Advertisement
Research Article

Statistical Metamodeling for Revealing Synergistic Antimicrobial Interactions

  • Chia Hsiang Chen,

    Affiliation: Department of Aerospace and Mechanical Engineering, University of Arizona, Tucson, Arizona, United States of America

    X
  • Vincent Gau,

    Affiliation: GeneFluidics Inc., Monterey Park, California, United States of America

    X
  • Donna D. Zhang,

    Affiliation: Department of Pharmacology and Toxicology, University of Arizona, Tucson, Arizona, United States of America

    X
  • Joseph C. Liao,

    Affiliation: Department of Urology, Stanford University, Stanford, California, United States of America

    X
  • Fei-Yue Wang,

    Affiliation: The Key Laboratory for Complex Systems and Intelligence Science, The Institute of Automation, Chinese Academy of Sciences, Beijing, China

    X
  • Pak Kin Wong mail

    pak@email.arizona.edu

    Affiliations: Department of Aerospace and Mechanical Engineering, University of Arizona, Tucson, Arizona, United States of America, Biomedical Engineering and Bio5 Institute, University of Arizona, Tucson, Arizona, United States of America

    X
  • Published: November 11, 2010
  • DOI: 10.1371/journal.pone.0015472
Corrections

1 Jul 2011: Chen CH, Gau V, Zhang DD, Liao JC, Wang F-Y, et al. (2011) Correction: Statistical Metamodeling for Revealing Synergistic Antimicrobial Interactions. PLoS ONE 6(7): 10.1371/annotation/d598d976-2604-429b-a76f-14aeca628a8e. doi: 10.1371/annotation/d598d976-2604-429b-a76f-14aeca628a8e | View correction

Abstract

Many bacterial pathogens are becoming drug resistant faster than we can develop new antimicrobials. To address this threat in public health, a metamodel antimicrobial cocktail optimization (MACO) scheme is demonstrated for rapid screening of potent antibiotic cocktails using uropathogenic clinical isolates as model systems. With the MACO scheme, only 18 parallel trials were required to determine a potent antimicrobial cocktail out of hundreds of possible combinations. In particular, trimethoprim and gentamicin were identified to work synergistically for inhibiting the bacterial growth. Sensitivity analysis indicated gentamicin functions as a synergist for trimethoprim, and reduces its minimum inhibitory concentration for 40-fold. Validation study also confirmed that the trimethoprim-gentamicin synergistic cocktail effectively inhibited the growths of multiple strains of uropathogenic clinical isolates. With its effectiveness and simplicity, the MACO scheme possesses the potential to serve as a generic platform for identifying synergistic antimicrobial cocktails toward management of bacterial infection in the future.

Introduction

Infectious diseases caused by bacterial pathogens are top causes of health complications and mortality in the world [1]. The pathogens responsible for many human infectious diseases such as urinary tract infection, tuberculosis, gastroenteritis, pneumonia, and wound infections are proven to be highly adept in acquiring mechanisms of antimicrobial resistance [2], [3], [4]. The rapid emergence of multidrug resistant pathogens or “super bugs” is contributed by the widespread injudicious practice of empiric antibiotic usage and infiltration of antibiotics in the food chain, which have accelerated selection and dissemination of resistant pathogens [5]. Consequently, clinicians have fewer treatment options, particularly in the most needy patients. On the other hand, the excessive cost for developing a new antimicrobial and its short useful lifetime render a poor investment returns. Many pharmaceutical companies have de-emphasized their antimicrobial research programs in the past two decades and only few large firms are currently active in building the clinical antibiotic pipeline. As a result, the constant need for new antibiotics has far outpaced the development of new classes of antimicrobials by the pharmaceutical industry (2 in the last 20 years) [5], [6]. This represents a significant threat in public health. Undoubtedly, new sources of antibiotics are highly sought after [7].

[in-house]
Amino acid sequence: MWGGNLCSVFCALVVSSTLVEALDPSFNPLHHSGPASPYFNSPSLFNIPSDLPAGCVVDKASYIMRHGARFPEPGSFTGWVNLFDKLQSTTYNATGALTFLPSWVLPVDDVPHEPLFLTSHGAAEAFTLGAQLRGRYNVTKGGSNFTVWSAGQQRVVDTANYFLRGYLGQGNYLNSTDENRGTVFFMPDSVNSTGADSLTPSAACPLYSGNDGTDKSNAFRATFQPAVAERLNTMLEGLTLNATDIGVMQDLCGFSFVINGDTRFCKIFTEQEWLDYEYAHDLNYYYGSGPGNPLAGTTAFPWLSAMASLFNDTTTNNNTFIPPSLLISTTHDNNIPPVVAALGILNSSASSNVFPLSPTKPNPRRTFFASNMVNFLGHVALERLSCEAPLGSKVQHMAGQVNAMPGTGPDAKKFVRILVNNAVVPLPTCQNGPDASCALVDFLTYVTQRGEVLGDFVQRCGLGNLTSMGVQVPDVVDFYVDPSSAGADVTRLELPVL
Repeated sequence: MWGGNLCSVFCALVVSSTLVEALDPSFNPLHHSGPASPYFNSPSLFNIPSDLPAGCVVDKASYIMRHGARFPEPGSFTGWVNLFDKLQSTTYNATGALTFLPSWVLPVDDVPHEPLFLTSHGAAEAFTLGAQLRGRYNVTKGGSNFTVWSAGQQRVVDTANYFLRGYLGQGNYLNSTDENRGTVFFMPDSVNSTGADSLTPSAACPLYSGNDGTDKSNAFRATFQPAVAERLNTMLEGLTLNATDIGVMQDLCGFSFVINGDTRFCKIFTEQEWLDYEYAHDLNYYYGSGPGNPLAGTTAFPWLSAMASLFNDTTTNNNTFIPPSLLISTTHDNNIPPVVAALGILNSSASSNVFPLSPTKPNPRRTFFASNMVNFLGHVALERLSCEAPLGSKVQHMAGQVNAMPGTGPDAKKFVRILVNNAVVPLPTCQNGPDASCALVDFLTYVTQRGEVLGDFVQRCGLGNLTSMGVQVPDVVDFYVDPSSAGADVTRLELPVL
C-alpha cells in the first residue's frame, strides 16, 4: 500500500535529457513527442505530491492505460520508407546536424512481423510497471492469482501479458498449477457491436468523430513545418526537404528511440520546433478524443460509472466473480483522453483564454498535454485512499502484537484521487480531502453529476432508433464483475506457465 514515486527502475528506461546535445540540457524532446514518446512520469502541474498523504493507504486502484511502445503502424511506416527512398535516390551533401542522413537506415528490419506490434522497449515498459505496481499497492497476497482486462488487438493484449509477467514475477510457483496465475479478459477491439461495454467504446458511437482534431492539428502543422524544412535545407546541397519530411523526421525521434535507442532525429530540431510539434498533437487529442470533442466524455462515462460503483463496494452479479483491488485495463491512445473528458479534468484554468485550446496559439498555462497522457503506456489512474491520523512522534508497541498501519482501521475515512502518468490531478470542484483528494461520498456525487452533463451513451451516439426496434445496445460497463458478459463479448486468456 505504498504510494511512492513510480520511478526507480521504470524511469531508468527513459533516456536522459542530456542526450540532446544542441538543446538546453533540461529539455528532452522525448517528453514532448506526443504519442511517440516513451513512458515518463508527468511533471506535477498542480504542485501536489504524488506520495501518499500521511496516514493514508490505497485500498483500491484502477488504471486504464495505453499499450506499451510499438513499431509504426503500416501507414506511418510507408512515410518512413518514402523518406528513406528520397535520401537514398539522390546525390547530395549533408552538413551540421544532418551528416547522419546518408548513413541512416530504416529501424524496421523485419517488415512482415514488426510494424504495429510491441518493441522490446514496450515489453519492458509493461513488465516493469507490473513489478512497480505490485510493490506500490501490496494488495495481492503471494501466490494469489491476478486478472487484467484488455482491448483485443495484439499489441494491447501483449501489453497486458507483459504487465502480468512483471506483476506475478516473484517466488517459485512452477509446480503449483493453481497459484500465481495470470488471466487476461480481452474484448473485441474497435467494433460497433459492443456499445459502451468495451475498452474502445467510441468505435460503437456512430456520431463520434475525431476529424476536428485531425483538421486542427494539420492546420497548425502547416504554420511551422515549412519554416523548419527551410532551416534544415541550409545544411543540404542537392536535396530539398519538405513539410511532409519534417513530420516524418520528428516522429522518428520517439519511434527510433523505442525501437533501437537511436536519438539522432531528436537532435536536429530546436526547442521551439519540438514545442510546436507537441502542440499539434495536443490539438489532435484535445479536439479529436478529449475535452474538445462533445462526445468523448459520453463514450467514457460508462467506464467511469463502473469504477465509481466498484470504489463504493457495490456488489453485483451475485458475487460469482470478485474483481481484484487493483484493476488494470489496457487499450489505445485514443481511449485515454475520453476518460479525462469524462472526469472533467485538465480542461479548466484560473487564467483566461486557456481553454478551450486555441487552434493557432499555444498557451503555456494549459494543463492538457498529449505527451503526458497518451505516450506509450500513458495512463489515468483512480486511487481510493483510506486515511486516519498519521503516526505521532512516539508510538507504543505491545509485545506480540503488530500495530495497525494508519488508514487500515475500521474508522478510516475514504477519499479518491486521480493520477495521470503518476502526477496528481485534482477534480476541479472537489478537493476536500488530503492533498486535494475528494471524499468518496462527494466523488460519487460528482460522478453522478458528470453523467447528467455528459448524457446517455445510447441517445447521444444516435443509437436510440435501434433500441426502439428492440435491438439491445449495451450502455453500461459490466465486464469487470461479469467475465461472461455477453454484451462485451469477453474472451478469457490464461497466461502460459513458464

The discovery of antibiotics has been traditionally focused on natural products and semi-synthetic tailoring of these natural compounds chemically. Natural substances produced by microorganisms are the most important source of antibiotics. For example, gentamicin is an aminoglycoside antibiotic targeting bacterial ribosomes and is produced by fermentation using micromonospora. Many plant-derived materials, such as cinnamon oils and peppermint oils, are also natural antimicrobial agents [8], [9], [10]. In fact, the use of plants with antimicrobial activities for treating wound infections was described in Chinese medicine and other ancient cultures at least 2500 years ago [11]. After the intensive screening of natural antibiotics in the past 50 years, recent antibiotic research effort is migrating to newer sources of natural antimicrobials, such as cyanobacteria and antimicrobial peptides [12], [13]. Synthetic compounds can also provide new avenues in antimicrobials. As an example, sulfamethoxazole is a synthetic antimicrobial that inhibits the folate biosynthetic pathway. Novel libraries of synthetic compounds are being developed to provide improved architectural complexity approaching that of natural products to serve as structural scaffolds for creating new antibiotics [14].